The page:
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[liberationtech] Fwd: Twitter [weak ties] and the resignation of Germany's minister of defense

Michael H. Goldhaber michael at goldhaber.org
Thu Mar 3 16:09:48 PST 2011


This seems of interest in light of the discussion about the efficacy of weak ties



Best,
Michael

Begin forwarded message:

> Hi,
> 
> not that that would be a truly liberating step, but it's interesting
> nonetheless:
> 
> Germanys extremely popular minister of defense Karl Theodor zu
> Guttenberg resigned from office yesterday. There are two or three
> interesting aspects which make this resignation different from others.
> 
> The starting point was an article about his doctoral thesis (law)
> containing a number of plagiarisms, published maybe three weeks ago.
> This led to a vast wiki-based online collaboration of many people
> looking for pieces in the thesis that were in fact copied from
> elsewhere. Within days it turned out that approx. 70% of the 400+ pages
> didn't have the necessary footnotes. The collaboration on this was
> started on Google docs but was moved to a proper wiki shortly after:
> http://de.guttenplag.wikia.com/wiki/GuttenPlag_Wiki
> 
> Guttenberg and his political allies - including the chancellor - tried
> to belittle the whole affair as irrelevant to his being minister of
> defense. Alongside wild public debates an open letter was set up by
> doctoral students protesting against the belittlement of their academic
> work. Within days 30.000 signatures were collected online and handed
> over to the chancellor. Almost - the students were refused at the
> entrance of the Office of the Federal Chancellor and told that because
> of terrorism dangers the signatures couldn't be accepted.. (not sure if
> this is really true but it could be). They were all over the news anyways.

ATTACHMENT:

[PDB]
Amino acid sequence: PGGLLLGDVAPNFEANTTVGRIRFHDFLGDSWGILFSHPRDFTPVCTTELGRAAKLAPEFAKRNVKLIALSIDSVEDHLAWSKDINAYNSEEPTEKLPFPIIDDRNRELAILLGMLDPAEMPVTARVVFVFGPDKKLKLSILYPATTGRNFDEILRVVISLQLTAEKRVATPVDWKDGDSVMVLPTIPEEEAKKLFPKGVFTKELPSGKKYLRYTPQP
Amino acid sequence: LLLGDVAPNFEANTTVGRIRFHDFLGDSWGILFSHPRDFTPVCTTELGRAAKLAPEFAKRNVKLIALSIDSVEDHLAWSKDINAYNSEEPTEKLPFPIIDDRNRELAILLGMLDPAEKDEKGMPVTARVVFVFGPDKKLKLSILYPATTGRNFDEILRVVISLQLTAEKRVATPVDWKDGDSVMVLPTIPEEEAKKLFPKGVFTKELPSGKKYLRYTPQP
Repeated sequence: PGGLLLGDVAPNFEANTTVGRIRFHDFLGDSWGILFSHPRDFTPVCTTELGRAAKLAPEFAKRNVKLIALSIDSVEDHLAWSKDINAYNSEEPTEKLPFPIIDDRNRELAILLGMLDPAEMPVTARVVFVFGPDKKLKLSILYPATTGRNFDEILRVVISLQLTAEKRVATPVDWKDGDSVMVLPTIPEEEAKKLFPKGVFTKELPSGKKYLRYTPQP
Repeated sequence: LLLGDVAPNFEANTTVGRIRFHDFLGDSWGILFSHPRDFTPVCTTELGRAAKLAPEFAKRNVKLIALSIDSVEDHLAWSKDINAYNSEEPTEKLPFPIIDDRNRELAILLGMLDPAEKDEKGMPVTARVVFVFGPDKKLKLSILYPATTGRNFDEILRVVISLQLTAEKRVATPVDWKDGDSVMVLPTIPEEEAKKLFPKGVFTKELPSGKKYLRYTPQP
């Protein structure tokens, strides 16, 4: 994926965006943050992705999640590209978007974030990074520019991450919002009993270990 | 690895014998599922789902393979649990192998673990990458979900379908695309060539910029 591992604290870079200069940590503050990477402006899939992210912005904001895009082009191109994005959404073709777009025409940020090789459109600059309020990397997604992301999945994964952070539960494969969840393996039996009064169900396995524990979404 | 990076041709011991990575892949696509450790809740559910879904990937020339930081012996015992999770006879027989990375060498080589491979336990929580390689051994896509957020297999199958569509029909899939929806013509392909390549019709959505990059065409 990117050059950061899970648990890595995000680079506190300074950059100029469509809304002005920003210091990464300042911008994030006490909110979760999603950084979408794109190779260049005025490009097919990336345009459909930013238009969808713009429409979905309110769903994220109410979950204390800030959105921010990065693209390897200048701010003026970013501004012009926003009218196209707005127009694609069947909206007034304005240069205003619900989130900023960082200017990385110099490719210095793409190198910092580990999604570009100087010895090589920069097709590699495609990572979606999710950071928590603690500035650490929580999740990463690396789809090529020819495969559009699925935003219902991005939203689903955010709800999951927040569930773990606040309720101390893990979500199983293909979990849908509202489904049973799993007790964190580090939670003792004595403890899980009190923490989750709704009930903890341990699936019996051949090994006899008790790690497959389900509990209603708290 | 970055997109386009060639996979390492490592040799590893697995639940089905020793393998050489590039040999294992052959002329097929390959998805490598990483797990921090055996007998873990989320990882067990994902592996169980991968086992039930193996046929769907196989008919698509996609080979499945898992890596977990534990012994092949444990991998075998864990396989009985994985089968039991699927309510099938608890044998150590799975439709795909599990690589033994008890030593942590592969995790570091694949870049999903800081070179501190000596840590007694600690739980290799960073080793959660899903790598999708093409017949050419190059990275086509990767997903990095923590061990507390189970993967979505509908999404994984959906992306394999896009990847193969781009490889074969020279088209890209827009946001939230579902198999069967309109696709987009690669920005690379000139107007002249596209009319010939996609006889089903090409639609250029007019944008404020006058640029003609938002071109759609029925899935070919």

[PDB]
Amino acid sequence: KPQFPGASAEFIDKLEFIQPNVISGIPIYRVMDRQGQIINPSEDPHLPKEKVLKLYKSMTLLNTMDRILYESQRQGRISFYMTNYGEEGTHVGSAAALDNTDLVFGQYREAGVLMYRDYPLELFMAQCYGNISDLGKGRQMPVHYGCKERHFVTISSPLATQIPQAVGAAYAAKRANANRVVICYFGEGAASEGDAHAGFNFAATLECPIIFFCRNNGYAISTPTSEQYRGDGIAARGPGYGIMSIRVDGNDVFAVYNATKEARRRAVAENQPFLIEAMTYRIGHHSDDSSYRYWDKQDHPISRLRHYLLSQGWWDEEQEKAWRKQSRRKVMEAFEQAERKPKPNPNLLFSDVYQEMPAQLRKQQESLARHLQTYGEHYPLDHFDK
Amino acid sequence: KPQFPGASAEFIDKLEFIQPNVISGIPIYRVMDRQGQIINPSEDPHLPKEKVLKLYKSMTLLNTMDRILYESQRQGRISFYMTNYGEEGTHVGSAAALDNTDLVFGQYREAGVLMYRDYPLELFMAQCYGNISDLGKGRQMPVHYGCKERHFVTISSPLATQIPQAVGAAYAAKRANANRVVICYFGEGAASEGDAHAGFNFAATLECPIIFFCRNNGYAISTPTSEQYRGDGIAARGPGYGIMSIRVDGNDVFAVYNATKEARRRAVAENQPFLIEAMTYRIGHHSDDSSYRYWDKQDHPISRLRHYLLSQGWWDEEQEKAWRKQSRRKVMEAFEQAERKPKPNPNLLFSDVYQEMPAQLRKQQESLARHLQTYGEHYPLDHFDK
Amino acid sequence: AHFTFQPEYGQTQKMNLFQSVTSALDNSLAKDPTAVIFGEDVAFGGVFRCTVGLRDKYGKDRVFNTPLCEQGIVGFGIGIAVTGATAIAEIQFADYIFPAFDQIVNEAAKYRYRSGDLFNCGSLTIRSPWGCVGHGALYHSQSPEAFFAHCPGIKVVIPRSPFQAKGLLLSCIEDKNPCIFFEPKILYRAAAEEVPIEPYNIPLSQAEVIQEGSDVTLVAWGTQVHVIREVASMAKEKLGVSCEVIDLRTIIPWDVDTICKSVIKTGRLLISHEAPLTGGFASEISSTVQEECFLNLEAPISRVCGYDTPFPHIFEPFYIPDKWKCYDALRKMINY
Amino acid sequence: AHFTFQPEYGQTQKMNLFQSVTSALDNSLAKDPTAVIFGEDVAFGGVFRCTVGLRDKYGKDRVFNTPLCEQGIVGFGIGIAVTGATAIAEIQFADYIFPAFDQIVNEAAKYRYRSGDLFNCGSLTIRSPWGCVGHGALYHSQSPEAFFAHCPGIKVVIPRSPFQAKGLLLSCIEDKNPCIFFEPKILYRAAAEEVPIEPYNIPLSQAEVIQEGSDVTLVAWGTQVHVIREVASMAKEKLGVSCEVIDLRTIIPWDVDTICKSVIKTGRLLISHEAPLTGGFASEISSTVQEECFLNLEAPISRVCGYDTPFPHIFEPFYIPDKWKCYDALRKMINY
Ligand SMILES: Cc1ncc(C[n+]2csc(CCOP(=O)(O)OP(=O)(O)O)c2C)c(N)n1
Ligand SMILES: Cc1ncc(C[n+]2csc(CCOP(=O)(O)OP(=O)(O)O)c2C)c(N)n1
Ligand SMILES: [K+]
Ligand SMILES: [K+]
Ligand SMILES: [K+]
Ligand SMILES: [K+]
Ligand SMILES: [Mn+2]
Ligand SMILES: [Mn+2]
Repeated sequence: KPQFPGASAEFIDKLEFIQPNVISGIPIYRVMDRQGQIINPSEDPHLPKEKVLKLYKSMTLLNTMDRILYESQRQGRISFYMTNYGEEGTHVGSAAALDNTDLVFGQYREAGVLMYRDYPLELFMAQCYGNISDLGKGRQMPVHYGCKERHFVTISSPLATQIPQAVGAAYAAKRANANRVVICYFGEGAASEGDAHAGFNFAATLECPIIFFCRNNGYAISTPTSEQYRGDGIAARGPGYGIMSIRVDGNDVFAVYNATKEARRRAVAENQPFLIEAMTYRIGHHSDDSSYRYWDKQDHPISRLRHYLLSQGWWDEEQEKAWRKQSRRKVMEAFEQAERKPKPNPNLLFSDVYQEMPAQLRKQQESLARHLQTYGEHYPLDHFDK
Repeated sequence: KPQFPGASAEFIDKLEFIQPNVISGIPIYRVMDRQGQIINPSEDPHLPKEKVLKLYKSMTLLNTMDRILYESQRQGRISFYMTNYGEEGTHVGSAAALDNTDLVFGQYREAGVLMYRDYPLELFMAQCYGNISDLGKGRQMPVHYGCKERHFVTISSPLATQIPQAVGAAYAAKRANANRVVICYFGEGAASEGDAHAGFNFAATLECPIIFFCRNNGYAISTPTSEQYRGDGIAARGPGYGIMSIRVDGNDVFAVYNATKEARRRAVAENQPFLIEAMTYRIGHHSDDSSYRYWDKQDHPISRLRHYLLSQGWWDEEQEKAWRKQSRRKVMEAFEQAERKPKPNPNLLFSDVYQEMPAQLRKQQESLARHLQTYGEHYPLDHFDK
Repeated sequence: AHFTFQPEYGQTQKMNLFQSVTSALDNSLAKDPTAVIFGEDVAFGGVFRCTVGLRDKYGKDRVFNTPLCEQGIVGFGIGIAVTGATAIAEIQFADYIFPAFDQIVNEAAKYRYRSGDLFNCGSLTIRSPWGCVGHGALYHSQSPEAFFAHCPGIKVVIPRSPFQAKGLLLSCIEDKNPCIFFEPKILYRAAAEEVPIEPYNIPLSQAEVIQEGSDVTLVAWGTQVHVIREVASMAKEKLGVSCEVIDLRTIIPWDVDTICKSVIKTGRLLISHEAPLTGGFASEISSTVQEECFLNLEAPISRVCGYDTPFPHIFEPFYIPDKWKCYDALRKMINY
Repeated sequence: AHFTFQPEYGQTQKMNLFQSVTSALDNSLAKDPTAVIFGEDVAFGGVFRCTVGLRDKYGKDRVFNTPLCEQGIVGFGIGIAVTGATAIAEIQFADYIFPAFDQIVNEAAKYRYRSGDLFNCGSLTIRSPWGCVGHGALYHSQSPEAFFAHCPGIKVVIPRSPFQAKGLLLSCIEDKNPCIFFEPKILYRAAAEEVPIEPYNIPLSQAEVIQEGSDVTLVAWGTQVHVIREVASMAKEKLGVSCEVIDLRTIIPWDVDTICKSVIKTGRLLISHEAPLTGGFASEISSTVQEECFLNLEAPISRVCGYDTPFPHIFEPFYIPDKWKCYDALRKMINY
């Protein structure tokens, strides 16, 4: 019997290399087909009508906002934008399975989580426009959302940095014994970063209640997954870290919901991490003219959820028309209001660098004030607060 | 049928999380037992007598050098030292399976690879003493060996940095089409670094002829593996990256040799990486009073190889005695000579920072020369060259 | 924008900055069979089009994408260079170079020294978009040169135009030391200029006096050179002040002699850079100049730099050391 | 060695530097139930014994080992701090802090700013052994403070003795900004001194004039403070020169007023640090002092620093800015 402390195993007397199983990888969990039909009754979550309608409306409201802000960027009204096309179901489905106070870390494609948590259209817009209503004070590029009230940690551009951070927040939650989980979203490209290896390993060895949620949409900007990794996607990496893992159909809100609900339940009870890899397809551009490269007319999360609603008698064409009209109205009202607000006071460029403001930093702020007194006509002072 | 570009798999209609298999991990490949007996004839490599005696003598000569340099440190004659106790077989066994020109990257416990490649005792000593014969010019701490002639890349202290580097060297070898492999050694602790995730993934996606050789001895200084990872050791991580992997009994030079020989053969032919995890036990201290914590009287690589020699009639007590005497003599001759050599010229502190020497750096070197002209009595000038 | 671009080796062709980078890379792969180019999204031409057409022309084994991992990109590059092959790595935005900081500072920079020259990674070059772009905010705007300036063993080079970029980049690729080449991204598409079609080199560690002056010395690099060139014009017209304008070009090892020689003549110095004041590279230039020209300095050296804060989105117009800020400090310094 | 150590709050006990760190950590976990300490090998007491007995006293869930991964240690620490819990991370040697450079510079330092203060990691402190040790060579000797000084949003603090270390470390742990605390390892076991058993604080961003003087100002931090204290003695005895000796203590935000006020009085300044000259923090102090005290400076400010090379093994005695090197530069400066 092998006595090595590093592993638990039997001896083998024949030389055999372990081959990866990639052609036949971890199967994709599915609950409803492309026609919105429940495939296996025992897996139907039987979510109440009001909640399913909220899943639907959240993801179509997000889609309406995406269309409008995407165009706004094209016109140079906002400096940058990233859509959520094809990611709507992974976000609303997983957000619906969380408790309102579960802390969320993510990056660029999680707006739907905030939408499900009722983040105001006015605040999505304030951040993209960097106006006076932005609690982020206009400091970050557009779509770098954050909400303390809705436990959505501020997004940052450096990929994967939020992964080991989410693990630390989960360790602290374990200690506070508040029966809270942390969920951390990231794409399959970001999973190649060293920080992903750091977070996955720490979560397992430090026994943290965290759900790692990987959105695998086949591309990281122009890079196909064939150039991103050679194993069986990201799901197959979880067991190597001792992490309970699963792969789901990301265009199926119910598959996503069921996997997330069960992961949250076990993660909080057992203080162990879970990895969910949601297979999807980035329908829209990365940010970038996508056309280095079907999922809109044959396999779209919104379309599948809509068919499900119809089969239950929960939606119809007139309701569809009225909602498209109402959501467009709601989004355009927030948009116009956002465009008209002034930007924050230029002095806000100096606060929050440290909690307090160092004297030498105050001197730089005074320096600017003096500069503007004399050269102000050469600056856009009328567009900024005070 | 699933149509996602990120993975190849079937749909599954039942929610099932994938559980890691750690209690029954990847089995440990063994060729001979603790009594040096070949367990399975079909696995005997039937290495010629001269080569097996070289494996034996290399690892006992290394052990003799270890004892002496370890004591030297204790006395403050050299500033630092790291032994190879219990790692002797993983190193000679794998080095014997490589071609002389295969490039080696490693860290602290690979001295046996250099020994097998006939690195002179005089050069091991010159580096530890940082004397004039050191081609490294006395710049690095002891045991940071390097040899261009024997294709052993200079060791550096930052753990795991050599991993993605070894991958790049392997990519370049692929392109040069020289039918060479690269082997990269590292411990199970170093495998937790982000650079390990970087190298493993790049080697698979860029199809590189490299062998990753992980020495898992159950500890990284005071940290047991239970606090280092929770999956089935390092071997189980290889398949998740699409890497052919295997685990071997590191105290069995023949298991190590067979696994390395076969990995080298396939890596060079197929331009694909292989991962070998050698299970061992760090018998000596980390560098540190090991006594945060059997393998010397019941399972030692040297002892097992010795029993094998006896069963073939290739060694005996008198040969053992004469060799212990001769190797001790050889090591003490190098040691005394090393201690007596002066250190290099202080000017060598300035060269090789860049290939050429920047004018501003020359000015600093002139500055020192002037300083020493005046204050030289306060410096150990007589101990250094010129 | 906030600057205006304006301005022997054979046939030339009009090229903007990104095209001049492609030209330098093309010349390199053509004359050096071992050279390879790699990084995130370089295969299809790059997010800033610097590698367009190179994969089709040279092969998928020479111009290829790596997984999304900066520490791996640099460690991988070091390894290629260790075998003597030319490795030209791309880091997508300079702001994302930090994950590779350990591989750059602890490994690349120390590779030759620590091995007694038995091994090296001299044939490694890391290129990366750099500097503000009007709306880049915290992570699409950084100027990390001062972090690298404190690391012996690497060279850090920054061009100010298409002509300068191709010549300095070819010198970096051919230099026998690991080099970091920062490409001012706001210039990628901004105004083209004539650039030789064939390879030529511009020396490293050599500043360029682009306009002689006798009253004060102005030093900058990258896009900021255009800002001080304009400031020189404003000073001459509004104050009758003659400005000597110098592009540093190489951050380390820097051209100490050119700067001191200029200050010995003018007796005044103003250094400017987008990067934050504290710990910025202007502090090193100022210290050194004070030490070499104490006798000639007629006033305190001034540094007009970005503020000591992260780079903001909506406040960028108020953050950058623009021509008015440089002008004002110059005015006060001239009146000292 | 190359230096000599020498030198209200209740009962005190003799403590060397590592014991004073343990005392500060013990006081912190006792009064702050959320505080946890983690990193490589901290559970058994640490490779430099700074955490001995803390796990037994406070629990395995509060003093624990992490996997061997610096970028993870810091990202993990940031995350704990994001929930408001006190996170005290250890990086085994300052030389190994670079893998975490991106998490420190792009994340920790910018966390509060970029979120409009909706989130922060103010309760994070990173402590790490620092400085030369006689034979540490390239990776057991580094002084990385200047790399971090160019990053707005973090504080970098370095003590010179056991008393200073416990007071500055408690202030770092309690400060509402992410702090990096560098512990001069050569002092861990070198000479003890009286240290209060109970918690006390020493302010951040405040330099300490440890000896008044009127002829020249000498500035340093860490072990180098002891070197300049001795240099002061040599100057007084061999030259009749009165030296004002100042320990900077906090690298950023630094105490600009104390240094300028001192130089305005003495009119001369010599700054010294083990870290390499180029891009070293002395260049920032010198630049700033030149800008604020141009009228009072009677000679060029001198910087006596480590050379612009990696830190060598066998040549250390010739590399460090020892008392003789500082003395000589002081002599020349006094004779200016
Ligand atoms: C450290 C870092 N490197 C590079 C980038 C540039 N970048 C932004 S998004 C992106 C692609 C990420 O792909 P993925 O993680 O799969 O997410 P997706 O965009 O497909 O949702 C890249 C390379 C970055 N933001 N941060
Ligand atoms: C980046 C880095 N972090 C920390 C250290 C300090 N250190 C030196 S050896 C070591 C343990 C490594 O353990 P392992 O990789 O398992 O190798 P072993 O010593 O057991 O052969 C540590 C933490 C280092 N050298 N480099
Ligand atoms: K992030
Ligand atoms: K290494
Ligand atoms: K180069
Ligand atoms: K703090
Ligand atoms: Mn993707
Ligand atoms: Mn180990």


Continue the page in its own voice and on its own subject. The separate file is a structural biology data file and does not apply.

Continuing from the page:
> 
> Lastly Berlin's first demonstration took place last saturday that was
> organised solely through Twitter and social networks. Some 500 people
> gathered in Berlin's commercial center and marched to the ministry of
> defence holding up shoes - a reminiscence to the Arab shoes. This got
> attention in virtually all of Germany's news, major tv news included.
> I've never participated in a demonstration that small - there wasn't
> even music - that got this much national attention. (Some pictures here
> http://www.flickr.com/photos/tags/guttbye/interesting/)
> 
> Another Twitter revolt, style: western industrialised country? I don't
> think so. Both tv and big printed papers played the decisive role. But
> what's interesting is how public attention is moving 'our' way. Why
> would less than 500 people protesting against a corrupt defense minister
> play any role at all? Because 'the net people started it', via Twitter.
> 
> The fact that the amount of plagiarism in the dissertation was detected
> so fast by using a wiki played a role. It was noted widely that online
> collaboration can be very different and very effective in campaigning
> against politicians who didn't have to fear this kind of attack so far.
> 
> Both the plagiarism detectives and the doctoral students wouldn't have
> been able to get together, do something and go public this waybefore.
> 
> We've had Twitter, wikis, open letters online for a while. What's new is
> the way this is being discussed. And the resignation of the most popular
> politician Germany's had for years.
> 
> 
> Best
> Anna
> 
> ---
> http://about.me/annalist
> 
> 
> 
> 
> 
> #  distributed via <nettime>: no commercial use without permission
> #  <nettime>  is a moderated mailing list for net criticism,
> #  collaborative text filtering and cultural politics of the nets

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